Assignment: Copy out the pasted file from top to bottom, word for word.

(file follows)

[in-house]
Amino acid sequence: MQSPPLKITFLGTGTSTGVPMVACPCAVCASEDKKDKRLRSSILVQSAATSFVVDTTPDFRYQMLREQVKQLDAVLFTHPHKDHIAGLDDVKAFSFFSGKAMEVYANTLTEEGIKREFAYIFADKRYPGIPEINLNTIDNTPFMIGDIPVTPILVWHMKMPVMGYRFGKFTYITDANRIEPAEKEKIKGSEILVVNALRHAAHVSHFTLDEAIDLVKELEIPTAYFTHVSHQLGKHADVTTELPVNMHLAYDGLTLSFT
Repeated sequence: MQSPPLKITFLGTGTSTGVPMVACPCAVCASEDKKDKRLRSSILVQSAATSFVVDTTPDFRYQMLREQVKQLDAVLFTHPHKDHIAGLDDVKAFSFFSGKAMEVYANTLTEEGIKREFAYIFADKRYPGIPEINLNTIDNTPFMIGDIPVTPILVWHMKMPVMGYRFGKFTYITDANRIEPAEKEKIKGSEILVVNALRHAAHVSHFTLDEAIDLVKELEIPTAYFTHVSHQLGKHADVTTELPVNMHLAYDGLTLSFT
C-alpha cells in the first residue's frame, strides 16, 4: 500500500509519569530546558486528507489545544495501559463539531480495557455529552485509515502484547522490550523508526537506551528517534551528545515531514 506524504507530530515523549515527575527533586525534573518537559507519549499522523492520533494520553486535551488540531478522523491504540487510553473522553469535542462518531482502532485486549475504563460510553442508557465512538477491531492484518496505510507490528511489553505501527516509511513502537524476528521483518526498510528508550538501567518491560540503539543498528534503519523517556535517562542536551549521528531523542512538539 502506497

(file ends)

[in-house]
Amino acid sequence: MQSPPLKITFLGTGTSTGVPMVACPCAVCASEDKKDKRLRSSILVQSAATSFVVDTTPDFRYQMLREQVKQLDAVLFTHPHKDHIAGLDDVKAFSFFSGKAMEVYANTLTEEGIKREFAYIFADKRYPGIPEINLNTIDNTPFMIGDIPVTPILVWHMKMPVMGYRFGKFTYITDANRIEPAEKEKIKGSEILVVNALRHAAHVSHFTLDEAIDLVKELEIPTAYFTHVSHQLGKHADVTTELPVNMHLAYDGLTLSFT
Repeated sequence: MQSPPLKITFLGTGTSTGVPMVACPCAVCASEDKKDKRLRSSILVQSAATSFVVDTTPDFRYQMLREQVKQLDAVLFTHPHKDHIAGLDDVKAFSFFSGKAMEVYANTLTEEGIKREFAYIFADKRYPGIPEINLNTIDNTPFMIGDIPVTPILVWHMKMPVMGYRFGKFTYITDANRIEPAEKEKIKGSEILVVNALRHAAHVSHFTLDEAIDLVKELEIPTAYFTHVSHQLGKHADVTTELPVNMHLAYDGLTLSFT
C-alpha cells in the first residue's frame, strides 16, 4: 500500500509519569530546558486528507489545544495501559463539531480495557455529552485509515502484547522490550523508526537506551528517534551528545515531514 506524504507530530515523549515527575527533586525534573518537559507519549499522523492520533494520553486535551488540531478522523491504540487510553473522553469535542462518531482502532485486549475504563460510553442508557465512538477491531492484518496505510507490528511489553505501527516509511513502537524476528521483518526498510528508550538501567518491560540503539543498528534503519523517556535517562542536551549521528531523542512538539 502506497